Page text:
It takes more than having a written policy to avoid liability for sexual harassment.
Employees frequently ignore a policy—and quickly forget it if they get the impressionjust wrote the policy and then left it on the shelf to gather dust.
But if you back up your policy with regular training and reminders and quickly fix any harassment problems that come to your attention, chances are you won’t be liable unless the harasser was a supervisor and the employee suffered an adverse employment action, such as being fired or demoted.
Recent case: Robin Mire worked for a plumbing supply company as an accounts payable clerk. A rumor began circulating that she was having an affair with a co-worker. Suddenly, several male co-workers began commenting on her appearance, asked her if they could touch her breasts and told her—in front of customers—that her jeans “made her a__ look good.” One co-worker even grabbed her from behind.
Their comments and leering looks often left her in tears.
She complained to her supervisor, who responded by mentioning the company’s sexual harassment policy at the next staff meeting. Then Mire received a sexually suggestive call from a co-worker. Two days later, the company fired her for alleged.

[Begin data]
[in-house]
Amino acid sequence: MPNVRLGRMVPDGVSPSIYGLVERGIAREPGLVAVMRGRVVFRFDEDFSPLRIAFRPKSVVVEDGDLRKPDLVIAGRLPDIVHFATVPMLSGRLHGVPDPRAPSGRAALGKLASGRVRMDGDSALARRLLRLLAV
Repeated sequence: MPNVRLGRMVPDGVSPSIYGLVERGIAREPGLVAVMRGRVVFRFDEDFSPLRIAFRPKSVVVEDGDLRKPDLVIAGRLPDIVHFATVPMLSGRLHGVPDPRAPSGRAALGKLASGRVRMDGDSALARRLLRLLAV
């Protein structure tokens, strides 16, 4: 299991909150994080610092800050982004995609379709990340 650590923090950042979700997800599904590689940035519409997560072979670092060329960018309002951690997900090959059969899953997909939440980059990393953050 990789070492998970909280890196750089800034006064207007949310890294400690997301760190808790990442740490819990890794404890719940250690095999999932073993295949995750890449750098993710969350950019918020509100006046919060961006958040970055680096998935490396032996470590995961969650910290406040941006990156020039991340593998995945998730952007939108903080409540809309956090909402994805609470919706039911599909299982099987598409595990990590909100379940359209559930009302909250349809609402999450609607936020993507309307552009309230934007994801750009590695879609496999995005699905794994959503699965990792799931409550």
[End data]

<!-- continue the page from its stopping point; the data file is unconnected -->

Mire sued, alleging she had been forced to work in a sexually hostile work environment.
The 5th Circuit Court of Appeals said the case should go to trial because there was evidence that the humiliation Mire had experienced was pervasive and the company’s efforts to stop it were ineffective. (Mire v. Texas Plumbing Supply, No. 07-20738, 5th Cir., 2008)
Final note: At the very least, the company should have started an investigation. Simply telling co-workers to stop isn’t enough.
- How to Fire an Employee the Legal Way: 6 Termination Guidelines
- 10 Secrets to an Effective Performance Review
- 7 ways to unearth the truth in resumes
- Equal treatment is absolutely essential after employee's complaint
- Awkward: Bias suit reveals state troopers' Asian sex trips
- Tell employees to read each form; don't summarize